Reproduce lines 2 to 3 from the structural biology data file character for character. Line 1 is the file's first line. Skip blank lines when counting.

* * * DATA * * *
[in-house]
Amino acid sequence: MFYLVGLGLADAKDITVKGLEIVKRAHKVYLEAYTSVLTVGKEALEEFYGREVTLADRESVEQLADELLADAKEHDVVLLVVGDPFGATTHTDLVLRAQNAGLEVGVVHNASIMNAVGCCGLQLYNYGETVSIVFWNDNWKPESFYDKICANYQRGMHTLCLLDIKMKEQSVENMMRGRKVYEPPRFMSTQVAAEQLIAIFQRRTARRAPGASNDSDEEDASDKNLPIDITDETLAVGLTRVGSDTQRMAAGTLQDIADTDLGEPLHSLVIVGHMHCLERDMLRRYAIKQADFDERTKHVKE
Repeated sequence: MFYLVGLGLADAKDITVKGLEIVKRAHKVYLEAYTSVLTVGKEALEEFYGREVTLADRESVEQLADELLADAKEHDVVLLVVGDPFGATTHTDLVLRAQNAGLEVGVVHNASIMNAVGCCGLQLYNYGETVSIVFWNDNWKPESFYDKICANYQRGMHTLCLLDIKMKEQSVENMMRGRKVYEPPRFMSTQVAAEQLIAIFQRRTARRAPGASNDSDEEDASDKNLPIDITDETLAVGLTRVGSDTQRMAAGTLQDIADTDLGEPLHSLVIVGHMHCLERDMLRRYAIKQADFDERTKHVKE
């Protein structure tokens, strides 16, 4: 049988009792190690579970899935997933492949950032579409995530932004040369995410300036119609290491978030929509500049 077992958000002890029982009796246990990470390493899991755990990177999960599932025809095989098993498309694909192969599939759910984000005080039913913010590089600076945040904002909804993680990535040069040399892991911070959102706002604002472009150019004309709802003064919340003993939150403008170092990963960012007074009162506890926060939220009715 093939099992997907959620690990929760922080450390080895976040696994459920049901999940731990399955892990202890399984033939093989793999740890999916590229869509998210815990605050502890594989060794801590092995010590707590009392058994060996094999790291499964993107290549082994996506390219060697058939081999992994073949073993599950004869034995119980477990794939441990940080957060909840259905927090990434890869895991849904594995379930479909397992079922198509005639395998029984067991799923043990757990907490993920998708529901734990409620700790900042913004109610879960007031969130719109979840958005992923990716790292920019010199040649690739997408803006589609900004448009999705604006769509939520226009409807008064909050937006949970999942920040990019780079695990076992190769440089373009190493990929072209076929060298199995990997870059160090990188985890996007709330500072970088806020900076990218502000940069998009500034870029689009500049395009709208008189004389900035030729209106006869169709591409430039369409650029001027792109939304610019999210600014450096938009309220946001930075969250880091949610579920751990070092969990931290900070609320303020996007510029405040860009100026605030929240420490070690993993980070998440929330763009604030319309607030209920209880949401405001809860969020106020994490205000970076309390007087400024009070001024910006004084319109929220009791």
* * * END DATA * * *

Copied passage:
Amino acid sequence: MFYLVGLGLADAKDITVKGLEIVKRAHKVYLEAYTSVLTVGKEALEEFYGREVTLADRESVEQLADELLADAKEHDVVLLVVGDPFGATTHTDLVLRAQNAGLEVGVVHNASIMNAVGCCGLQLYNYGETVSIVFWNDNWKPESFYDKICANYQRGMHTLCLLDIKMKEQSVENMMRGRKVYEPPRFMSTQVAAEQLIAIFQRRTARRAPGASNDSDEEDASDKNLPIDITDETLAVGLTRVGSDTQRMAAGTLQDIADTDLGEPLHSLVIVGHMHCLERDMLRRYAIKQADFDERTKHVKE
Repeated sequence: MFYLVGLGLADAKDITVKGLEIVKRAHKVYLEAYTSVLTVGKEALEEFYGREVTLADRESVEQLADELLADAKEHDVVLLVVGDPFGATTHTDLVLRAQNAGLEVGVVHNASIMNAVGCCGLQLYNYGETVSIVFWNDNWKPESFYDKICANYQRGMHTLCLLDIKMKEQSVENMMRGRKVYEPPRFMSTQVAAEQLIAIFQRRTARRAPGASNDSDEEDASDKNLPIDITDETLAVGLTRVGSDTQRMAAGTLQDIADTDLGEPLHSLVIVGHMHCLERDMLRRYAIKQADFDERTKHVKE